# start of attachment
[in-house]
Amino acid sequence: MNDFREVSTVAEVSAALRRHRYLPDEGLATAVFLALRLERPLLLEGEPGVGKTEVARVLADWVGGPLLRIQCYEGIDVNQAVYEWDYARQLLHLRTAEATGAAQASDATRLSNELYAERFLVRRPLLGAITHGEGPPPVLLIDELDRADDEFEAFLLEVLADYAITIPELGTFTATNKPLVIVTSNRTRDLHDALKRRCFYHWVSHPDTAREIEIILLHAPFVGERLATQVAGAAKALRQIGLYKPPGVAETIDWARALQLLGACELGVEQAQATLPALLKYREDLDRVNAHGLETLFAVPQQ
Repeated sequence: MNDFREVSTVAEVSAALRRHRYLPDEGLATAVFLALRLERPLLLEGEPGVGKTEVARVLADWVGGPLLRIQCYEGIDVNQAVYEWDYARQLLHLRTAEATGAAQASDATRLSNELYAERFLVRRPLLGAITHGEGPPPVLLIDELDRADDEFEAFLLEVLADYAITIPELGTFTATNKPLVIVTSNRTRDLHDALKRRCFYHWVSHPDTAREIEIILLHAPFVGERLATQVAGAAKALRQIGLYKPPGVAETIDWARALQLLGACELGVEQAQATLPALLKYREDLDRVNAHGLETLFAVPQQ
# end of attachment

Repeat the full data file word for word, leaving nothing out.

[in-house]
Amino acid sequence: MNDFREVSTVAEVSAALRRHRYLPDEGLATAVFLALRLERPLLLEGEPGVGKTEVARVLADWVGGPLLRIQCYEGIDVNQAVYEWDYARQLLHLRTAEATGAAQASDATRLSNELYAERFLVRRPLLGAITHGEGPPPVLLIDELDRADDEFEAFLLEVLADYAITIPELGTFTATNKPLVIVTSNRTRDLHDALKRRCFYHWVSHPDTAREIEIILLHAPFVGERLATQVAGAAKALRQIGLYKPPGVAETIDWARALQLLGACELGVEQAQATLPALLKYREDLDRVNAHGLETLFAVPQQ
Repeated sequence: MNDFREVSTVAEVSAALRRHRYLPDEGLATAVFLALRLERPLLLEGEPGVGKTEVARVLADWVGGPLLRIQCYEGIDVNQAVYEWDYARQLLHLRTAEATGAAQASDATRLSNELYAERFLVRRPLLGAITHGEGPPPVLLIDELDRADDEFEAFLLEVLADYAITIPELGTFTATNKPLVIVTSNRTRDLHDALKRRCFYHWVSHPDTAREIEIILLHAPFVGERLATQVAGAAKALRQIGLYKPPGVAETIDWARALQLLGACELGVEQAQATLPALLKYREDLDRVNAHGLETLFAVPQQ